What is it?
What is an electron transport chain?
What is the Calvin Cycle?
What is Glycolysis?
• Plant photosynthesis occurs in
leaves and green stems within
specialized cell structures called
• One plant leaf is composed of tens
of thousands of cells, and each cell
contains 40 to 50 chloroplasts.
Light Dependent Reactions
• Photosynthesis is a very complex
process, and for the sake of
convenience and ease of understanding,
plant biologists divide it into two stages.
• In the first stage, the light-dependent
reaction, the chloroplast traps light
energy and converts it into chemical
energy contained in nicotinamide
adenine dinucleotide phosphate
(NADPH) and adenosine
triphosphate(ATP), two molecules used
in the second stage of photosynthesis.
Light-independent Reactions
• In the second stage, called the
light-independent reaction
(formerly called the dark reaction),
NADPH provides the hydrogen
atoms that help form glucose, and
ATP provides the energy for this
and other reactions used to
synthesize glucose.
Electron Transport
• Photosynthesis relies on flows of energy
and electrons initiated by light energy.
• Light energy causes the electrons in
chlorophyll and other light-trapping
pigments to boost up and out of their
orbit; the electrons instantly fall back
into place, releasing resonance energy,
or vibrating energy, as they go, all in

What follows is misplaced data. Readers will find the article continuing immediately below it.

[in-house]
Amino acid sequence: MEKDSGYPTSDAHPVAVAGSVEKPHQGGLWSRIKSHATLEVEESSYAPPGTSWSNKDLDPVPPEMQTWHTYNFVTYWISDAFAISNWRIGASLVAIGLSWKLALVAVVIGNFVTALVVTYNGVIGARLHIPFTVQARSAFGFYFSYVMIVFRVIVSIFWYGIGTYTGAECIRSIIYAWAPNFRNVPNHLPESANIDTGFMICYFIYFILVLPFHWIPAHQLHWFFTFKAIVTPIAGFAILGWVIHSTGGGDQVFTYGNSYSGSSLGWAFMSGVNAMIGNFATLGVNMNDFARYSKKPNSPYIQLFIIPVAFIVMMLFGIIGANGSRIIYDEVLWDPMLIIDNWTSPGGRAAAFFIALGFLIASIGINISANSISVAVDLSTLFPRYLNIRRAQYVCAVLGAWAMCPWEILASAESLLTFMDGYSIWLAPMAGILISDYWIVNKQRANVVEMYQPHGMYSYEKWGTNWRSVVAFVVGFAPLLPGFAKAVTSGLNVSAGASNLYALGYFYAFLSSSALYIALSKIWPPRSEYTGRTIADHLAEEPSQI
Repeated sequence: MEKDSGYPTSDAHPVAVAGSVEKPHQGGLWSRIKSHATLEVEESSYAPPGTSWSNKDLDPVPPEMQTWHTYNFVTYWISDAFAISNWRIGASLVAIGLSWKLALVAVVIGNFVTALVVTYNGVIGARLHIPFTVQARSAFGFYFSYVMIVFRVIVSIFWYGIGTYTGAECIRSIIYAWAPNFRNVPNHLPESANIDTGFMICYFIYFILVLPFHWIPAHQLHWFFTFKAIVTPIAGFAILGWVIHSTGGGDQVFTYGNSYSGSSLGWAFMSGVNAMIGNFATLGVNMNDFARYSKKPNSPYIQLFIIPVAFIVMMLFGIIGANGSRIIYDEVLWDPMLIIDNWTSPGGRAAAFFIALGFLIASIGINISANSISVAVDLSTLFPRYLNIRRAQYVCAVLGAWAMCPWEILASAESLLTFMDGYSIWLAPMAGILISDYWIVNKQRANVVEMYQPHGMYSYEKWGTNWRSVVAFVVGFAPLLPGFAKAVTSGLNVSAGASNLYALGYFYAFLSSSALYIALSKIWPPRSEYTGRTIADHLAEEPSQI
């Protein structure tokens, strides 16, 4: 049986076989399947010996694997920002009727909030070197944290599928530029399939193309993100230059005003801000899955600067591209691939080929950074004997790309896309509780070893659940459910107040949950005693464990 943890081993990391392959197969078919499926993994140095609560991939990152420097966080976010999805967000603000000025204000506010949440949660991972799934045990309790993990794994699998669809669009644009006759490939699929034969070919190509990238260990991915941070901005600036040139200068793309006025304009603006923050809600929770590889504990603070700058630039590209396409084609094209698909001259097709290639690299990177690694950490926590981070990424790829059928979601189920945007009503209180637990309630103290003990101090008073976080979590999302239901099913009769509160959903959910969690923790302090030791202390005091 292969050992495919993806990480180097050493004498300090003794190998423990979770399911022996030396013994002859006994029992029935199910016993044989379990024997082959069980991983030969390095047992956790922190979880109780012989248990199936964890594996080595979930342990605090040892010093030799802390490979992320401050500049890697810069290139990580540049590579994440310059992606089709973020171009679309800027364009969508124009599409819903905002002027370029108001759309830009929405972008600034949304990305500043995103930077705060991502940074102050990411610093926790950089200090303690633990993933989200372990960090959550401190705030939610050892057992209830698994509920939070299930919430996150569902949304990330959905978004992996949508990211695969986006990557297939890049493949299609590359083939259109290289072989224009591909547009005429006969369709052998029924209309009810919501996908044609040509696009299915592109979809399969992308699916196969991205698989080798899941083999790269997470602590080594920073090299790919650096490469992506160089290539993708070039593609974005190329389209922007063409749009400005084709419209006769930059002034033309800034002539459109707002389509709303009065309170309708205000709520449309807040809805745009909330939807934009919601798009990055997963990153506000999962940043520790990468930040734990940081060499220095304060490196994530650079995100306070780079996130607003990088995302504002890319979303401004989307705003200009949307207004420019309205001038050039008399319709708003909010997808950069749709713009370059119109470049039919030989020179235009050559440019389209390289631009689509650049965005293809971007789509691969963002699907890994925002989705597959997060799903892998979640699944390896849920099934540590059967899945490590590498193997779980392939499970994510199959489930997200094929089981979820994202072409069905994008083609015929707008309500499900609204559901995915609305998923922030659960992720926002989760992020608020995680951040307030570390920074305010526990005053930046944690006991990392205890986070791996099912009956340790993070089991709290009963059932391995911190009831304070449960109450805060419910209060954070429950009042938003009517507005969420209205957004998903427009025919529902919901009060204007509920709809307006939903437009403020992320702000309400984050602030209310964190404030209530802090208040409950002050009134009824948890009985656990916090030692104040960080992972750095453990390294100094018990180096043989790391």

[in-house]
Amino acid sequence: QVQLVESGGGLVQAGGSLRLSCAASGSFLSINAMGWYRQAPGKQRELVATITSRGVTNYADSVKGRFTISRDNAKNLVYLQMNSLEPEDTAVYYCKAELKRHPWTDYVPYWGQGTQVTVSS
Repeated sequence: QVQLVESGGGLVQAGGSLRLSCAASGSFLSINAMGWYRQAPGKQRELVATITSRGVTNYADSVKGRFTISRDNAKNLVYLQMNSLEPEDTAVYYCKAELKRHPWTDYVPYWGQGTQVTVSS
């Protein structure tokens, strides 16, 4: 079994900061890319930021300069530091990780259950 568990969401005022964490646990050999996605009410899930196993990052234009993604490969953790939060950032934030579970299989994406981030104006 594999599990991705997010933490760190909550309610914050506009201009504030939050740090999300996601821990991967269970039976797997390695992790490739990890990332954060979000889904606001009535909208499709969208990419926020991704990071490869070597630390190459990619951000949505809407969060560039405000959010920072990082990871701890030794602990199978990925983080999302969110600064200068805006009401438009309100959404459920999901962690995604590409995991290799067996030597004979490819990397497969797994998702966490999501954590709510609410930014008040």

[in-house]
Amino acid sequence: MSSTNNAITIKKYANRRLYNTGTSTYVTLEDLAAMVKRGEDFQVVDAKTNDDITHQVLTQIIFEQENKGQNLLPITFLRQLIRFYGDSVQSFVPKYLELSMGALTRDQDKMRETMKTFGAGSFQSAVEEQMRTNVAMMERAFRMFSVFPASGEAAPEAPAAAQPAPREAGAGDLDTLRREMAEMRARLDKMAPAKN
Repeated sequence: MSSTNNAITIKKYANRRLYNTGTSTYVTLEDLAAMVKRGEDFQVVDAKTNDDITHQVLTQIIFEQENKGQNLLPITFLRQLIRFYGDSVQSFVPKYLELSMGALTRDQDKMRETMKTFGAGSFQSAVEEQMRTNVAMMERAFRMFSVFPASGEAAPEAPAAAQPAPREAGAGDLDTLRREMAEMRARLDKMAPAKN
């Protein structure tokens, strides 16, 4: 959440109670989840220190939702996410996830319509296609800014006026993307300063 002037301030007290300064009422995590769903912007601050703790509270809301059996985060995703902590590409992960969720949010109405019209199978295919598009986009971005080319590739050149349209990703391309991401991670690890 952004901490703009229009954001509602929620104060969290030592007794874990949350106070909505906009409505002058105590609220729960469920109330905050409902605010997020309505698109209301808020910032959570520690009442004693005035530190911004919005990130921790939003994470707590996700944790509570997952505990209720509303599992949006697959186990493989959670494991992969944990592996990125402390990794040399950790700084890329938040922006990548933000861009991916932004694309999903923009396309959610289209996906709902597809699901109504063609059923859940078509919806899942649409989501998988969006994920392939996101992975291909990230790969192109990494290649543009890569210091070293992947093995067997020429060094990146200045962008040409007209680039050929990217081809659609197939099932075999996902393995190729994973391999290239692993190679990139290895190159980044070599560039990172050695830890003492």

millionths of a second.
• Chlorophyll and the other pigments
are clustered next to one another
in the photosystems, and the
vibrating energy passes rapidly
from one chlorophyll or pigment
molecule to the next, like the
transfer of energy in billiard balls.
• Photosynthesis begins when light
strikes Photosystem I pigments
and excites their electrons. The
energy passes rapidly from
molecule to molecule until it
reaches a special chlorophyll
In Summary
• The transfer of electrons in a step-bystep fashion in Photosystems I and II
releases energy and heat slowly, thus
protecting the chloroplast and cell from
a harmful temperature increase.
• It also provides time for the plant to
form NADPH and ATP. In the words of
American biochemist and Nobel laureate
Albert Szent-Gyorgyi, “What drives life
is thus a little electric current, set up by
the sunshine.”
Light-independent Reactions
• The chemical energy required for
the light-independent reaction is
supplied by the ATP and NADPH
molecules produced in the lightdependent reaction.
• The light-independent reaction is
cyclic, that is, it begins with a
molecule that must be regenerated
at the end of the reaction in order
Calvin Cycle
• The light-independent reactions
use the electrons and hydrogen
ions associated with NADPH and
the phosphorus associated with
ATP to produce glucose.
• These reactions occur in the
stroma, the fluid in the chloroplast
surrounding the thylakoids, and
each step is controlled by a
Cellular Respiration
• process in which cells produce the
energy they need to survive. In cellular
respiration, cells use oxygen to break
down the sugar glucose and store its
energy in molecules of adenosine
triphosphate (ATP).
• Cellular respiration is critical for the
survival of most organisms because the
energy in glucose cannot be used by
cells until it is stored in ATP. Cells use
ATP to power virtually all of their
activities—to grow, divide, replace worn
out cell parts, and execute many other